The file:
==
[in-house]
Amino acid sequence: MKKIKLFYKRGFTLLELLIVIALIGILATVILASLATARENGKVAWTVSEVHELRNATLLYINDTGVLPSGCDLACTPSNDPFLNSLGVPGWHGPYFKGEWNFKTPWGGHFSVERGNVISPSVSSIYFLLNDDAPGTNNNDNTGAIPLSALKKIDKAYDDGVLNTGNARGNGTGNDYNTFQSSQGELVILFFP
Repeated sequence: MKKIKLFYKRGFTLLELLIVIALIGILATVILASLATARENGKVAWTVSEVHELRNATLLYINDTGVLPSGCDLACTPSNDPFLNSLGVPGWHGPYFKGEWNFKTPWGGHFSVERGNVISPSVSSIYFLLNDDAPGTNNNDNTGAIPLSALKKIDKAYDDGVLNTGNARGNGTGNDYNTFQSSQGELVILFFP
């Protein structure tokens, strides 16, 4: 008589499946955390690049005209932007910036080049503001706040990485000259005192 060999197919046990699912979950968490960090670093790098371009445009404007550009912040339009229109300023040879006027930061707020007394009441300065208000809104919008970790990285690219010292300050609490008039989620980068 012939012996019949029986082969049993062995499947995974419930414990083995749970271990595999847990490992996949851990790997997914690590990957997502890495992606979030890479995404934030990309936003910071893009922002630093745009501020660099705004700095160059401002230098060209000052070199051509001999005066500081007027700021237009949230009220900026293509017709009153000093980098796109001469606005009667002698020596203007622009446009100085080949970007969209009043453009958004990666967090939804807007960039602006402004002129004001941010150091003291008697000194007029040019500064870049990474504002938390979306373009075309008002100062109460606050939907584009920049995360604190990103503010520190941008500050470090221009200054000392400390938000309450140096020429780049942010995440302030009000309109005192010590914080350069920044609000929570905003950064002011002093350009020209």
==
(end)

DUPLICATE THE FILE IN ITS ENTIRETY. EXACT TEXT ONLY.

[in-house]
Amino acid sequence: MKKIKLFYKRGFTLLELLIVIALIGILATVILASLATARENGKVAWTVSEVHELRNATLLYINDTGVLPSGCDLACTPSNDPFLNSLGVPGWHGPYFKGEWNFKTPWGGHFSVERGNVISPSVSSIYFLLNDDAPGTNNNDNTGAIPLSALKKIDKAYDDGVLNTGNARGNGTGNDYNTFQSSQGELVILFFP
Repeated sequence: MKKIKLFYKRGFTLLELLIVIALIGILATVILASLATARENGKVAWTVSEVHELRNATLLYINDTGVLPSGCDLACTPSNDPFLNSLGVPGWHGPYFKGEWNFKTPWGGHFSVERGNVISPSVSSIYFLLNDDAPGTNNNDNTGAIPLSALKKIDKAYDDGVLNTGNARGNGTGNDYNTFQSSQGELVILFFP
């Protein structure tokens, strides 16, 4: 008589499946955390690049005209932007910036080049503001706040990485000259005192 060999197919046990699912979950968490960090670093790098371009445009404007550009912040339009229109300023040879006027930061707020007394009441300065208000809104919008970790990285690219010292300050609490008039989620980068 012939012996019949029986082969049993062995499947995974419930414990083995749970271990595999847990490992996949851990790997997914690590990957997502890495992606979030890479995404934030990309936003910071893009922002630093745009501020660099705004700095160059401002230098060209000052070199051509001999005066500081007027700021237009949230009220900026293509017709009153000093980098796109001469606005009667002698020596203007622009446009100085080949970007969209009043453009958004990666967090939804807007960039602006402004002129004001941010150091003291008697000194007029040019500064870049990474504002938390979306373009075309008002100062109460606050939907584009920049995360604190990103503010520190941008500050470090221009200054000392400390938000309450140096020429780049942010995440302030009000309109005192010590914080350069920044609000929570905003950064002011002093350009020209």